- Description: M.Comm. , Globalization initiates rapid change and innovation that is: “… no longer an option, but it has become a business imperative” (Grulke, 2002, p. 18). Innovative organizations have developed the ability to satisfy both the shareholders’ demand for wealth (Hamel, 2000) and the customers’ demand for more creative and innovative products that facilitate ease of use (Kelley, 2001) while at the same time ensuring business sustainability (Skarzynski & Gibson, 2008). The development of creative and innovative thinking and problem-solving skills are crucial for the survival of organisations in the 21st century. Creative problem-solving training was generally found to be the most effective when organizations wanted to equip their employees with creative and innovative thinking and problem-solving skills. A specific financial services organisation in South Africa realised that they had to join the innovation revolution in order to remain commercially competitive in the twentyfirst century. With retailers and other competitors such as the telecommunication role players entering the traditional financial services domain, the organisation recognised that they required a novel approach to conduct their business. The highly regulated and to some extent conformist environment of the financial services organization constitute the sphere within which the research problem is situated. The organisation commissioned the researcher to design a Creativity and Innovation Workshop with the intent to improve the creative and innovative thinking and problem-solving skills of their employees. The evaluation question that the study purports to address therefore is whether employees in a corporate context such as a financial services organisation can develop appropriate creative and innovative thinking and problemsolving skills through an intervention such as a workshop and can a benefit for the business unit and organisation be identified. The unit of analysis is a niche business unit in a South African financial services organization. The sample used in this study comprises of managers (employees) and senior or executive management of those employees who attended the Creativity and Innovation Workshop.
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Business intelligence and the telecommunications industry : can business intelligence lead to higher profits?
- Authors: O'Brien, J. , Kok, J.A.
- Date: 2006-12
- Subjects: Telecommunications industry , Business intelligence , Competitive intelligence , Decision support systems
- Type: Article
- Identifier: uj:5711 , http://hdl.handle.net/10210/3405
- Description: Organizations are finding it increasingly difficult to increase profits as competition in the marketplace continually pressurizes margins. Organizations will have to do more to enjoy sustainable profits in the future and information technology could arguably be the key to assisting management with the task of increasing profits on a sustainable basis. Business intelligence (BI) could be the competitive advantage for organizations to increase profitability. South Africa is faced with an unemployment rate of over 40% and it is not desirable that costs are contained by reducing staff. It is clear that innovative ideas should be looked at to ensure that organizations continue to make profits. Information management programmes offer the necessary tools to ensure that efficient and strategic decisions are made.
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Development of a decision making model for the CorexR iron making facility
- Authors: Penney, A.T.
- Date: 2015-03-18
- Subjects: Management information systems , Decision making - Data processing , Decision support systems , Iron industry and trade - South Africa - Management , CorexR (Firm)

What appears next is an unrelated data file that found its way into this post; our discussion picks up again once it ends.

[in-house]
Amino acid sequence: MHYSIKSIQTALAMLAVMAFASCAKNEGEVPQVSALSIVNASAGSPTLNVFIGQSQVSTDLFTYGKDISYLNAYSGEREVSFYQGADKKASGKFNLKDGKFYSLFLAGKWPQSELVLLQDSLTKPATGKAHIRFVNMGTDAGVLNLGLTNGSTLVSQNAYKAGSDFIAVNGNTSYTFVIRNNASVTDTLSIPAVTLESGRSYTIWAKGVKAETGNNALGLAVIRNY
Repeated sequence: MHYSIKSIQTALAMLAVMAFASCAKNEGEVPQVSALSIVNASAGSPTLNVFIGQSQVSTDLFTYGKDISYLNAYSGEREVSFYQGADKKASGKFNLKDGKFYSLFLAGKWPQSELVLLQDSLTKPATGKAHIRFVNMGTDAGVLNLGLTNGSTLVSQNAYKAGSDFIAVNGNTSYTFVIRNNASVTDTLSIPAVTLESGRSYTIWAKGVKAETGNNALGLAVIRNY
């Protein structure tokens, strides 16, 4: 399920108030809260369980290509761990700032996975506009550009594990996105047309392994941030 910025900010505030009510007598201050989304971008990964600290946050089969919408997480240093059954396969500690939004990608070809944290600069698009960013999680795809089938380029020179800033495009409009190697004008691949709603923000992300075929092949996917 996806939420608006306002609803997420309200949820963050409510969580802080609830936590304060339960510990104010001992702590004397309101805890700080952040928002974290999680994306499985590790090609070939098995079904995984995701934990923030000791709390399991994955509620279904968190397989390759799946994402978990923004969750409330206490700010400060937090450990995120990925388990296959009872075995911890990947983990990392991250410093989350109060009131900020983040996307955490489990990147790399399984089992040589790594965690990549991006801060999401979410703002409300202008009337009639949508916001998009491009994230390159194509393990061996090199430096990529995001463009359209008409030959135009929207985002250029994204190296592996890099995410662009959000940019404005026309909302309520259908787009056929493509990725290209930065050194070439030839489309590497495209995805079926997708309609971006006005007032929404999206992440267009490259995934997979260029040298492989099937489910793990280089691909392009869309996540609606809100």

- Type: Thesis
- Identifier: uj:13459 , http://hdl.handle.net/10210/13495
- Description: M.Com. (Business Management) , Please refer to full text to view abstract
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Empirical evaluation of optimization techniques for classification and prediction tasks
- Authors: Leke, Collins Achepsah
- Date: 2014-03-27
- Subjects: Genetic algorithms , Statistical decision - Data processing , Decision support systems , Missing observations (Statistics) , Computational intelligence
- Type: Thesis
- Identifier: uj:4520 , http://hdl.handle.net/10210/9858
- Description: M.Ing. (Electrical and Electronic Engineering) , Missing data is an issue which leads to a variety of problems in the analysis and processing of data in datasets in almost every aspect of day−to−day life. Due to this reason missing data and ways of handling this problem have been an area of research in a variety of disciplines in recent times. This thesis presents a method which is aimed at finding approximations to missing values in a dataset by making use of Genetic Algorithm (GA), Simulated Annealing (SA), Particle Swarm Optimization (PSO), Random Forest (RF), Negative Selection (NS) in combination with auto-associative neural networks, and also provides a comparative analysis of these algorithms. The methods suggested use the optimization algorithms to minimize an error function derived from training an auto-associative neural network during which the interrelationships between the inputs and the outputs are obtained and stored in the weights connecting the different layers of the network. The error function is expressed as the square of the difference between the actual observations and predicted values from an auto-associative neural network. In the event of missing data, all the values of the actual observations are not known hence, the error function is decomposed to depend on the known and unknown variable values. Multi Layer Perceptron (MLP) neural network is employed to train the neural networks using the Scaled Conjugate Gradient (SCG) method. The research primarily focusses on predicting missing data entries from two datasets being the Manufacturing dataset and the Forest Fire dataset. Prediction is a representation of how things will occur in the future based on past occurrences and experiences. The research also focuses on investigating the use of this proposed technique in approximating and classifying missing data with great accuracy from five classification datasets being the Australian Credit, German Credit, Japanese Credit, Heart Disease and Car Evaluation datasets. It also investigates the impact of using different neural network architectures in training the neural network and finding approximations for the missing values, and using the best possible architecture for evaluation purposes. It is revealed in this research that the approximated values for the missing data obtained by applying the proposed models are accurate with a high percentage of correlation between the actual missing values and corresponding approximated values using the proposed models on the Manufacturing dataset ranging between 94.7% and 95.2% with the exception of the Negative Selection algorithm which resulted in a 49.6% correlation coefficient value. On the Forest Fire dataset, it was observed that there was a low percentage correlation between the actual missing values and the corresponding approximated values in the range 0.95% to 4.49% due to the nature of the values of the variables in the dataset. The Negative Selection algorithm on this dataset revealed a negative percentage correlation between the actual values and the approximated values with a value of 100%. Approximations found for missing data are also observed to depend on the particular neural network architecture employed in training the dataset. Further analysis revealed that the Random Forest algorithm on average performed better than the GA, SA, PSO, and NS algorithms yielding the lowest Mean Square Error, Root Mean Square Error, and Mean Absolute Error values. On the other end of the scale was the NS algorithm which produced the highest values for the three error metrics bearing in mind that for these, the lower the values, the better the performance, and vice versa. The evaluation of the algorithms on the classification datasets revealed that the most accurate in classifying and identifying to which of a set of categories a new observation belonged on the basis of the training set of data is the Random Forest algorithm, which yielded the highest AUC percentage values on all of the five classification datasets. The differences between its AUC values and those of the GA, SA, PSO, and NS algorithms were statistically significant, with the most statistically significant differences observed when the AUC values for the Random Forest algorithm were compared to those of the Negative Selection algorithm on all five classification datasets. The GA, SA, and PSO algorithms produced AUC values which when compared against each other on all five classification datasets were not very different. Overall analysis on the datasets considered revealed that the algorithm which performed best in solving both the prediction and classification problems was the Random Forest algorithm as seen by the results obtained. The algorithm on the other end of the scale after comparisons of results was the Negative Selection algorithm which produced the highest error metric values for the prediction problems and the lowest AUC values for the classification problems.